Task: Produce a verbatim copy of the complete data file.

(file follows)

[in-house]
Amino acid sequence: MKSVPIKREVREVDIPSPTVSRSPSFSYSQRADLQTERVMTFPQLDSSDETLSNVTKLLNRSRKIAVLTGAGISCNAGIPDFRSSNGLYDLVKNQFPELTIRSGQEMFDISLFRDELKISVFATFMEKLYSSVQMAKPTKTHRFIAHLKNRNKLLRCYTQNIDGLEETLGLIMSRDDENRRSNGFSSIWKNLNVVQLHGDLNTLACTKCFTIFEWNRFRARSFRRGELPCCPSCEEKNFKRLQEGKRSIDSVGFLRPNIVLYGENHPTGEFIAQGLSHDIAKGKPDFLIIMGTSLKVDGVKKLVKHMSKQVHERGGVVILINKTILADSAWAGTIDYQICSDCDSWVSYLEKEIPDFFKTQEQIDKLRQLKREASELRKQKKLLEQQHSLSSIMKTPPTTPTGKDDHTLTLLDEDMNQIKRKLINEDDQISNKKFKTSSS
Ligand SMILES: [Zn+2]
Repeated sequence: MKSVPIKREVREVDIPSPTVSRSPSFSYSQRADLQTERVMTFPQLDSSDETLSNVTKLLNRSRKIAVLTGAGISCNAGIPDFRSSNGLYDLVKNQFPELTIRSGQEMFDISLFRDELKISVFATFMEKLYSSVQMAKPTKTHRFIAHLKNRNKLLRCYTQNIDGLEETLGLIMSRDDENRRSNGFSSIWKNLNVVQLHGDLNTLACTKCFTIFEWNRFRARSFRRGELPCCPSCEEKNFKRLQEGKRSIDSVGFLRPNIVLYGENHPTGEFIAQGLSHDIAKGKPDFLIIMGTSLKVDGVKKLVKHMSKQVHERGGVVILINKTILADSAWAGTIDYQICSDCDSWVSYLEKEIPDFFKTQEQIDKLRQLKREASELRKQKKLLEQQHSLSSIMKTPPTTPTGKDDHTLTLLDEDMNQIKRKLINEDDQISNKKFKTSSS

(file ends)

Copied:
[in-house]
Amino acid sequence: MKSVPIKREVREVDIPSPTVSRSPSFSYSQRADLQTERVMTFPQLDSSDETLSNVTKLLNRSRKIAVLTGAGISCNAGIPDFRSSNGLYDLVKNQFPELTIRSGQEMFDISLFRDELKISVFATFMEKLYSSVQMAKPTKTHRFIAHLKNRNKLLRCYTQNIDGLEETLGLIMSRDDENRRSNGFSSIWKNLNVVQLHGDLNTLACTKCFTIFEWNRFRARSFRRGELPCCPSCEEKNFKRLQEGKRSIDSVGFLRPNIVLYGENHPTGEFIAQGLSHDIAKGKPDFLIIMGTSLKVDGVKKLVKHMSKQVHERGGVVILINKTILADSAWAGTIDYQICSDCDSWVSYLEKEIPDFFKTQEQIDKLRQLKREASELRKQKKLLEQQHSLSSIMKTPPTTPTGKDDHTLTLLDEDMNQIKRKLINEDDQISNKKFKTSSS
Ligand SMILES: [Zn+2]
Repeated sequence: MKSVPIKREVREVDIPSPTVSRSPSFSYSQRADLQTERVMTFPQLDSSDETLSNVTKLLNRSRKIAVLTGAGISCNAGIPDFRSSNGLYDLVKNQFPELTIRSGQEMFDISLFRDELKISVFATFMEKLYSSVQMAKPTKTHRFIAHLKNRNKLLRCYTQNIDGLEETLGLIMSRDDENRRSNGFSSIWKNLNVVQLHGDLNTLACTKCFTIFEWNRFRARSFRRGELPCCPSCEEKNFKRLQEGKRSIDSVGFLRPNIVLYGENHPTGEFIAQGLSHDIAKGKPDFLIIMGTSLKVDGVKKLVKHMSKQVHERGGVVILINKTILADSAWAGTIDYQICSDCDSWVSYLEKEIPDFFKTQEQIDKLRQLKREASELRKQKKLLEQQHSLSSIMKTPPTTPTGKDDHTLTLLDEDMNQIKRKLINEDDQISNKKFKTSSS